Technicalities like the statute of limitations demonstrate some of the value an experienced lawyer can bring to your case, so you may wish to consider scheduling a free consultation. Personal injury attorneys usually work on a contingency fee basis, which means they are paid a percentile of your settlement. This means they don't get paid unless and until you win and have every incentive to maximize your recovery.
Recovery will typically be monetary in nature and is broken down in two categories of damages. Economic damages represent the monetary expenditures and losses you suffered as a result of the injury, such as:
Non-economic damages are far more subjective because they represent the "pain and suffering" a plaintiff bore due to the injury. The jury will reward non-economic damages to compensate for pain, or course, but also loss of enjoyment of life, fear and anxiety, sleeplessness, scarring and disfigurement.
Florida has a complicated sliding scale damage cap for non-economic awards in medical malpractice cases: for most cases, you will be unable to recover more than $500,000 in non-economic damages unless you suffered a "catastrophic injury."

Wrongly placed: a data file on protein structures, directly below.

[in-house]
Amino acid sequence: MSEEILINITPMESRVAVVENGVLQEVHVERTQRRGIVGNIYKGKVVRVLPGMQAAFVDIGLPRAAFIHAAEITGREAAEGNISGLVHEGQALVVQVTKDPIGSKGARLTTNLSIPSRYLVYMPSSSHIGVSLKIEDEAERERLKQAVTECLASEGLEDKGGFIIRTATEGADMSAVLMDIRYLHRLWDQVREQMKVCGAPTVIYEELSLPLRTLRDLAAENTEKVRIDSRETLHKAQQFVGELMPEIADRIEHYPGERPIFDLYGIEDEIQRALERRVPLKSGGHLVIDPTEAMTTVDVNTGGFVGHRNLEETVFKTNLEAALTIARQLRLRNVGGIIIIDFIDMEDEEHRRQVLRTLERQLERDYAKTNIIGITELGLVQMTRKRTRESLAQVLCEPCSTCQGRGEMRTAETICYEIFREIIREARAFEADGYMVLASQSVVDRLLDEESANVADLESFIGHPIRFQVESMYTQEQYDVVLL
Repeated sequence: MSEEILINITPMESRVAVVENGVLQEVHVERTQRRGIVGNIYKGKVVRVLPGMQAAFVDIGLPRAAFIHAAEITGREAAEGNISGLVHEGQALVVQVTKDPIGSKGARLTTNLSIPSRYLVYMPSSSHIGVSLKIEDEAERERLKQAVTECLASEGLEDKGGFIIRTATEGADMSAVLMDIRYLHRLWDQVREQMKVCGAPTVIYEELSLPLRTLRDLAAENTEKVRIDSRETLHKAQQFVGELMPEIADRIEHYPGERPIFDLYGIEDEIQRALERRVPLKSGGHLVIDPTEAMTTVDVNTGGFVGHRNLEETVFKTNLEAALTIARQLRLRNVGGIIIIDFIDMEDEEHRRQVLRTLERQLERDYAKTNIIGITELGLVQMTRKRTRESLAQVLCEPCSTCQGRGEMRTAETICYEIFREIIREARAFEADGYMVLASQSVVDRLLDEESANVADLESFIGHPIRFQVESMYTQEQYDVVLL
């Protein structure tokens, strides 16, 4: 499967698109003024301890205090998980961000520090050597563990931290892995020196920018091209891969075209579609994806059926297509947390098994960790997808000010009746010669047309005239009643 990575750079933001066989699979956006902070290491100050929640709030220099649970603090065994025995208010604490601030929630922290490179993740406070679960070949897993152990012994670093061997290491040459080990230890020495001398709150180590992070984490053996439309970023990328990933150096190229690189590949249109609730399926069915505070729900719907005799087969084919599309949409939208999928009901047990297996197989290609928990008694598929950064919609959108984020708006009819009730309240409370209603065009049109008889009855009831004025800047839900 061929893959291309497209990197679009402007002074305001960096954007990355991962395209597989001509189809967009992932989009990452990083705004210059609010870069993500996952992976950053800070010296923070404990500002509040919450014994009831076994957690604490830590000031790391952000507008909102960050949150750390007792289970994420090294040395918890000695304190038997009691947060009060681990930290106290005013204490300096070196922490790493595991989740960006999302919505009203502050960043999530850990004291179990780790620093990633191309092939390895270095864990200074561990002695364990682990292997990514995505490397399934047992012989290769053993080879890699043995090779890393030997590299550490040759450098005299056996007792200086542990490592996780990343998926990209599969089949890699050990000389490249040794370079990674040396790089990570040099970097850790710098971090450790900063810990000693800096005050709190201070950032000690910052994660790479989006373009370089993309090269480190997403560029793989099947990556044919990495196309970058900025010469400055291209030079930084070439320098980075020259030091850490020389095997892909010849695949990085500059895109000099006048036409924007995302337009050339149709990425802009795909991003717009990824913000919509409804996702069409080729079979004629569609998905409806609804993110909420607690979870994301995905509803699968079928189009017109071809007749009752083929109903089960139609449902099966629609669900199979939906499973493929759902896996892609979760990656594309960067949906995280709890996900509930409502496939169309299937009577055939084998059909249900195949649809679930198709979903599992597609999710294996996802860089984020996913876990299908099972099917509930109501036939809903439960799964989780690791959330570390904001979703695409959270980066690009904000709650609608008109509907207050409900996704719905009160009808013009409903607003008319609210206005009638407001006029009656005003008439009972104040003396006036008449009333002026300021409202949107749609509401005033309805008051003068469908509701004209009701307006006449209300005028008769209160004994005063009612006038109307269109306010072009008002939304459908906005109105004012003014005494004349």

Oftentimes the plaintiff somehow contributed to their own injury, for example by failing to come to a complete stop at a stop sign. Good news is that Florida allows partially responsible plaintiffs to still recover damages under their comparative negligence rule. The Florida comparative fault law requires juries to assign responsibility to each party and diminish the plaintiff's recovery by the percent he or she is responsible for. For example, if you racked up $1,000 in medical bills as a result of an injury which was found to be 10% your fault, you will be able to recover 90%, or $900, from the other party. Significantly, Florida is one of 13 states that uses a "pure" comparative negligence standard, which means that even if the injury was 99% your fault you can still recover 1%.
If you were injured at your place of work you may not need to file a lawsuit at all. In Florida any business with four or more employees must carry workers compensation insurance. This insurance pays out benefits to injured employees, including compensation for medical bills, temporary and permanent disability benefits and disfigurement benefits.
The first step to recovery is reporting the injury to your employer. You must report the accident within 30 days or else you risk forfeiting your benefits. Your employer should automatically report your claim to the Division of Workers Compensation. If you need more information, read through this thorough brochure provided by the state to guide injured employees through the procedure.
Personal injury law can be complicated and there's a lot to know. Read more on Findlaw's Personal Injury Law section. Last, but not least, if you have specific questions about a case, you may want to contact a local attorney specializing in personal injury law.
Contact a qualified attorney.